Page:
The challenge was that different types of resources require different command-line arguments to upload. Detections, for example, require the upload command while schemas require update-custom-schemas. That being said, we easily overcame this hurdle by organizing resources by their type (work smart, not hard).


The panther_analysis_tool is also great because you can require tests for detections within the tool itself with the –minimum-tests flag, this means that we didn’t need to build out that logic ourselves! We ended up writing a script called that gets called in the triggered Jenkins jobs (see code snippet in the previous section). Here you can see the contents of the script:

# Usage:
# ./test-or-upload <param.FOLDER> <TODO>
# In above, replace <TODO> with "upload" or "test"
dirlist=$(find $1 -mindepth 1 -maxdepth 1 -type d)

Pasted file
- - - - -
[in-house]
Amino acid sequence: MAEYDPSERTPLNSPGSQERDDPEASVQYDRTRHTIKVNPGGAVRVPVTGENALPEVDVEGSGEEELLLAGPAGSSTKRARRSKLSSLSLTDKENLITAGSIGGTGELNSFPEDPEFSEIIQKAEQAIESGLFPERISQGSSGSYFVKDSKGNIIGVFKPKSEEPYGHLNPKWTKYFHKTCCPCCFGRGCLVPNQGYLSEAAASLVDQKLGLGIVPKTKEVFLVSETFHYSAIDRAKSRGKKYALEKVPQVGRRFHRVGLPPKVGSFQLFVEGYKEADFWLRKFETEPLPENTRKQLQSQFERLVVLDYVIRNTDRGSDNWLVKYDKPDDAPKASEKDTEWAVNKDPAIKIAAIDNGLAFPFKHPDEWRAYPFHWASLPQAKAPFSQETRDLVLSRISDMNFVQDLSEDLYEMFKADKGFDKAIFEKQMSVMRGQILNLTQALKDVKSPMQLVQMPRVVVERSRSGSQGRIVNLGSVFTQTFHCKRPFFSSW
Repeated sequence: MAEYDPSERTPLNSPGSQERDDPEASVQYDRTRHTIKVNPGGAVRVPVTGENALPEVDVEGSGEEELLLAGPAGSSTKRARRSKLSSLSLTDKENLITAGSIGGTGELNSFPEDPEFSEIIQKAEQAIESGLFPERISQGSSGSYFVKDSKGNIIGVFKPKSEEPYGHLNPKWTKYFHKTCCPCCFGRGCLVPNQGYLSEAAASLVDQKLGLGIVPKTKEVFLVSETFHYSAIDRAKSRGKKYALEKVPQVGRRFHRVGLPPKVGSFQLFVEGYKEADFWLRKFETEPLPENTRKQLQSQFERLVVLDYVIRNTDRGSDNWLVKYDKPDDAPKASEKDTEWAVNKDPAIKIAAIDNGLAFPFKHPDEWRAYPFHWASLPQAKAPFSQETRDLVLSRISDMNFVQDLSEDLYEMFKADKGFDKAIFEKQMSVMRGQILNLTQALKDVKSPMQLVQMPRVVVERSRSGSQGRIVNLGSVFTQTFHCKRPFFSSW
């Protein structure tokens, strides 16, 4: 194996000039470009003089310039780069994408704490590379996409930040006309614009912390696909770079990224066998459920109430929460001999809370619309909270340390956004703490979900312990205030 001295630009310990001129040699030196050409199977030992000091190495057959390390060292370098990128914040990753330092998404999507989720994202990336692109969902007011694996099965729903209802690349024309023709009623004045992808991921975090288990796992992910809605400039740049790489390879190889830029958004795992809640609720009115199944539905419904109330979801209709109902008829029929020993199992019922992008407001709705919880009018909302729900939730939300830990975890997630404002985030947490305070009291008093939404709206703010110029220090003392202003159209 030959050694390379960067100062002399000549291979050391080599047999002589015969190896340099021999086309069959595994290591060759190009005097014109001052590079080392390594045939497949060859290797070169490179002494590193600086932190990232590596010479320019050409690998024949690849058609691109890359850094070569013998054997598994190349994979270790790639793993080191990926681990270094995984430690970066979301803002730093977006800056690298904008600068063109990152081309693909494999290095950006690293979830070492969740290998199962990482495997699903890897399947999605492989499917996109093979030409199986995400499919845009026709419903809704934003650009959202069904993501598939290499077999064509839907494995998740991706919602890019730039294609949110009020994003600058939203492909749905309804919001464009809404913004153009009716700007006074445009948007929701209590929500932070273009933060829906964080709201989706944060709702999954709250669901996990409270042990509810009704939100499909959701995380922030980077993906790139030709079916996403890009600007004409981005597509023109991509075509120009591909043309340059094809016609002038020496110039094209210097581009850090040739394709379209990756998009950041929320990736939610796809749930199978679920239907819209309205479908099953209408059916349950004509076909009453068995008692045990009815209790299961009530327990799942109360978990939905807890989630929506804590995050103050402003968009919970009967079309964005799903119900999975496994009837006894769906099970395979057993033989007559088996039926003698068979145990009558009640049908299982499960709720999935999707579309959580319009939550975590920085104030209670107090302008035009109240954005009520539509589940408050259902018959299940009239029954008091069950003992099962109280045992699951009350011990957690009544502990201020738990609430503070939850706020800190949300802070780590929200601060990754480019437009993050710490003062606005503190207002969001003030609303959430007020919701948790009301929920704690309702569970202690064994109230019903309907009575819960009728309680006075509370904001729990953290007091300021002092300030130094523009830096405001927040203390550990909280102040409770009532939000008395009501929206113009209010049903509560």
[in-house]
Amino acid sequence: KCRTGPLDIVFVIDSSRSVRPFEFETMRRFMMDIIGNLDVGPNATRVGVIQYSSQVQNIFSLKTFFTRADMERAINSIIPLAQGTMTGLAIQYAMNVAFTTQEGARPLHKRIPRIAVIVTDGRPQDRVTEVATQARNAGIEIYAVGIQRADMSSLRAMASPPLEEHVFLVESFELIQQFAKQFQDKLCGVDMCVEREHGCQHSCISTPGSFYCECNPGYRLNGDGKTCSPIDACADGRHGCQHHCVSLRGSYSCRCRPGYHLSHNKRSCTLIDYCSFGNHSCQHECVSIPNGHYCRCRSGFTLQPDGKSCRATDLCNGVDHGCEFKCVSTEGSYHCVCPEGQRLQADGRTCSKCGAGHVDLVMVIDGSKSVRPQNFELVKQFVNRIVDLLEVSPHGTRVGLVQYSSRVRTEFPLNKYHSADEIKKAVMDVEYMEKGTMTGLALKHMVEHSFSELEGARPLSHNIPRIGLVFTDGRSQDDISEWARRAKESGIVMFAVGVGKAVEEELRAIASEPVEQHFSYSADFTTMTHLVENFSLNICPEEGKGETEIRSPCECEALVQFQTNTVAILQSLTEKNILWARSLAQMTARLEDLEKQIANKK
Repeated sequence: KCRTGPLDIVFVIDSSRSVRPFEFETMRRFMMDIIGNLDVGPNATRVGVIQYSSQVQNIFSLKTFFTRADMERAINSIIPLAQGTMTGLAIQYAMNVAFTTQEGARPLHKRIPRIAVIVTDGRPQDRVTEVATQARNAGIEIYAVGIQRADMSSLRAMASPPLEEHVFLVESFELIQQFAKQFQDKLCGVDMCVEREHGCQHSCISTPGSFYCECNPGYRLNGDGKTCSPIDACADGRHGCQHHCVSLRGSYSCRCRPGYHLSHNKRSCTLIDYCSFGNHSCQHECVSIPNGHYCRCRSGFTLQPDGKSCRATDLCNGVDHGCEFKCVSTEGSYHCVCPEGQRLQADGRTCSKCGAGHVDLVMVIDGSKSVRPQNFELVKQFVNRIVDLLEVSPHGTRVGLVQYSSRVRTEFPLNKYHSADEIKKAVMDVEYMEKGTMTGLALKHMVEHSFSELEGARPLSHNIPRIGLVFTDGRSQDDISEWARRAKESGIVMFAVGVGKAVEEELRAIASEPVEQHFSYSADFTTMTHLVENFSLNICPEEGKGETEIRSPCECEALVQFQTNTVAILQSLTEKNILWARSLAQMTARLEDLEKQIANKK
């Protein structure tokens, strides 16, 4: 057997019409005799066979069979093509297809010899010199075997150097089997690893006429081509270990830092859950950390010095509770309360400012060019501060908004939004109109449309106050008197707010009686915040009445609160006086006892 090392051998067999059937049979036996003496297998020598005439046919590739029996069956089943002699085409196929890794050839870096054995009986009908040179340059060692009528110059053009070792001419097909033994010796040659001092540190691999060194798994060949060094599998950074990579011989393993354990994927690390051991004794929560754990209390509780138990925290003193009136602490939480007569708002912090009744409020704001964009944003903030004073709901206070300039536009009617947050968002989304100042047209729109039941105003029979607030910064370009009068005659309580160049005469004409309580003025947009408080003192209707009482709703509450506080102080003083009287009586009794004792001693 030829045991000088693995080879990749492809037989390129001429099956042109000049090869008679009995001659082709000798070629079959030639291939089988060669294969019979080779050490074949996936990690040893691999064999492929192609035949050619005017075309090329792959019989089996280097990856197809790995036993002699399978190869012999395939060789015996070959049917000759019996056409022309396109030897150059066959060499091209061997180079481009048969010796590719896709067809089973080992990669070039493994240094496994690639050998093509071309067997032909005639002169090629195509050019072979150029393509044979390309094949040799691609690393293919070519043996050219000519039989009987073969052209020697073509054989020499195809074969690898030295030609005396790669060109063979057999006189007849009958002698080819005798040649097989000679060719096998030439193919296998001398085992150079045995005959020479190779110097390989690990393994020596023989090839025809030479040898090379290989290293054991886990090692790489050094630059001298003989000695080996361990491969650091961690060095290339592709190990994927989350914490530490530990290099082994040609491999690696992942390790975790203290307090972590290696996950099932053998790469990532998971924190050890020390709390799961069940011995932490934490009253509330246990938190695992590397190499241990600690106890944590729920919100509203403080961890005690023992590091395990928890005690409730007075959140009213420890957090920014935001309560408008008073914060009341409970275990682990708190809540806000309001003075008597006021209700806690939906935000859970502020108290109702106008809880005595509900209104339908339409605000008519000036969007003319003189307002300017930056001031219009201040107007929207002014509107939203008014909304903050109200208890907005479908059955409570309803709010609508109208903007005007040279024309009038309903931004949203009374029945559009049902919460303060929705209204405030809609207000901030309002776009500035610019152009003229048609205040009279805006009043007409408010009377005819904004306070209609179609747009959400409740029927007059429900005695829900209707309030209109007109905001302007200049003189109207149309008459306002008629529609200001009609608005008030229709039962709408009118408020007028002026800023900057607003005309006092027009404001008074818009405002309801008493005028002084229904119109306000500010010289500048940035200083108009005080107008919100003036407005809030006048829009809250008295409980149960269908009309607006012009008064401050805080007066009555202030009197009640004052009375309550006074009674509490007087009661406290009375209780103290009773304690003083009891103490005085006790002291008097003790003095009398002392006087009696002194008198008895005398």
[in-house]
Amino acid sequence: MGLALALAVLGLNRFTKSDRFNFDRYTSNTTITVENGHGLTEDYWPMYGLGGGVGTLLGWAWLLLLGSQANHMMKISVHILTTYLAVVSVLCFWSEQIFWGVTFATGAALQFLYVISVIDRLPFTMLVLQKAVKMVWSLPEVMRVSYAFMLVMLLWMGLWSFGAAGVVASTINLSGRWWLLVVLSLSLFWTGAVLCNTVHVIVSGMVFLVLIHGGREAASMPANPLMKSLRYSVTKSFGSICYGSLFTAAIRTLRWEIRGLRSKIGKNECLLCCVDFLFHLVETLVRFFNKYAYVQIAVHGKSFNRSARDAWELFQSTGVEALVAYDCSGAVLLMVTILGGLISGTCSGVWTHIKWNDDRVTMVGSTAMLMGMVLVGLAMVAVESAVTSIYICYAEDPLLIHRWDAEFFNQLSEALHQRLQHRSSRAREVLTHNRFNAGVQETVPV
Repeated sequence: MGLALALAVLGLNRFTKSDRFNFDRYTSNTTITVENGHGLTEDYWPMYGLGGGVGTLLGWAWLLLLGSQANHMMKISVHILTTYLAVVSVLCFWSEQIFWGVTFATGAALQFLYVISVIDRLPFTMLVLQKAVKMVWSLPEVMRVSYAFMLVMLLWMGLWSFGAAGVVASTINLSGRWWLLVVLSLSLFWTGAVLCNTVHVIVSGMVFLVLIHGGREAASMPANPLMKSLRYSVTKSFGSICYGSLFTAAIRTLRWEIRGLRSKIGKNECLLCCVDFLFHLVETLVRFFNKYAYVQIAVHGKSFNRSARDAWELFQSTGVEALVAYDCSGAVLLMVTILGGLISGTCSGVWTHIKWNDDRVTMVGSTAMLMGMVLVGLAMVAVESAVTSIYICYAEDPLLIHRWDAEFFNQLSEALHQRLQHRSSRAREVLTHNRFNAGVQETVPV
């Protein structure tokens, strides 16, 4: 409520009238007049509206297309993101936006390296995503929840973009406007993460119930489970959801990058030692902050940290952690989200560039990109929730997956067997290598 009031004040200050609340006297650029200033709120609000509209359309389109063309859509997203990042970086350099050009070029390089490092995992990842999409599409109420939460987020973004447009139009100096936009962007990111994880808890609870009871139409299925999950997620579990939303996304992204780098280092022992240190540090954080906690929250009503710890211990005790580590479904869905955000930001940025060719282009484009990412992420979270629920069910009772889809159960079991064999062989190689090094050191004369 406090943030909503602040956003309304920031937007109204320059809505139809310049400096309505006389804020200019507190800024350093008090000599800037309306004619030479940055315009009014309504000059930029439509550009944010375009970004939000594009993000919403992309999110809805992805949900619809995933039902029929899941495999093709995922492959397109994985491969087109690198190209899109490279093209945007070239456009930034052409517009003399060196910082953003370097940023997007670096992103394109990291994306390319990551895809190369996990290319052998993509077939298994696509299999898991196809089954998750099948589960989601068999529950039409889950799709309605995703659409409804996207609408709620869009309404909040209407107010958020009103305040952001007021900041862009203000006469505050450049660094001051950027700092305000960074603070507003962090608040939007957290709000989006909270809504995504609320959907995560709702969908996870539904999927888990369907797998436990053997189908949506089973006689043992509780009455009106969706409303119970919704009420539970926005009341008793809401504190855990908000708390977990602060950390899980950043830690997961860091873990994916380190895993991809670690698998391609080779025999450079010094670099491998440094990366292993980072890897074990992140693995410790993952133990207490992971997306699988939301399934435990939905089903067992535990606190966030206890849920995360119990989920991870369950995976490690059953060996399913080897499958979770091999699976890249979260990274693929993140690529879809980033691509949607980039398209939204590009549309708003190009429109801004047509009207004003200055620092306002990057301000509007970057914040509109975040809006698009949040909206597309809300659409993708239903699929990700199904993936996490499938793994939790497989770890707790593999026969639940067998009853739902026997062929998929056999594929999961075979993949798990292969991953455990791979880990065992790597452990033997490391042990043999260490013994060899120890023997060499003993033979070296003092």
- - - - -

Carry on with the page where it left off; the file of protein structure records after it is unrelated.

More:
echo "Subdirectories detected: $dirlist"
for dir in $dirlist
  panther_analysis_tool $uploadOrTest --path $dir --minimum-tests $MINIMUM_TESTS
  echo "Testing/Uploading files in $dir"

With all of that out of the way, you can see that our Jenkins jobs are essentially wrappers around the panther_analysis_tool. All of the functionality to interact with our Panther instance is built into the tool, it’s just a matter of using the appropriate command-line arguments.

When a PR is opened we are just passing the relevant files into the tool with the test argument. And when a PR is merged to main we are also passing the files, but with some additional logic to make sure that we are using the appropriate upload argument for each resource.

It’s also important to note that Panther gave us an AWS role that we can assume in order to upload our detections programmatically. With this role, the panther_analysis_tool, and some bash scripting, we were able to create a CI/CD pipeline for Panther that lets us sleep easy at night

Niko Raisanen

Niko is a Software Engineer III at FloQast with a passion for building scalable backend systems. He lives in the Tahoe area and enjoys fishing, skiing, snowboarding, and camping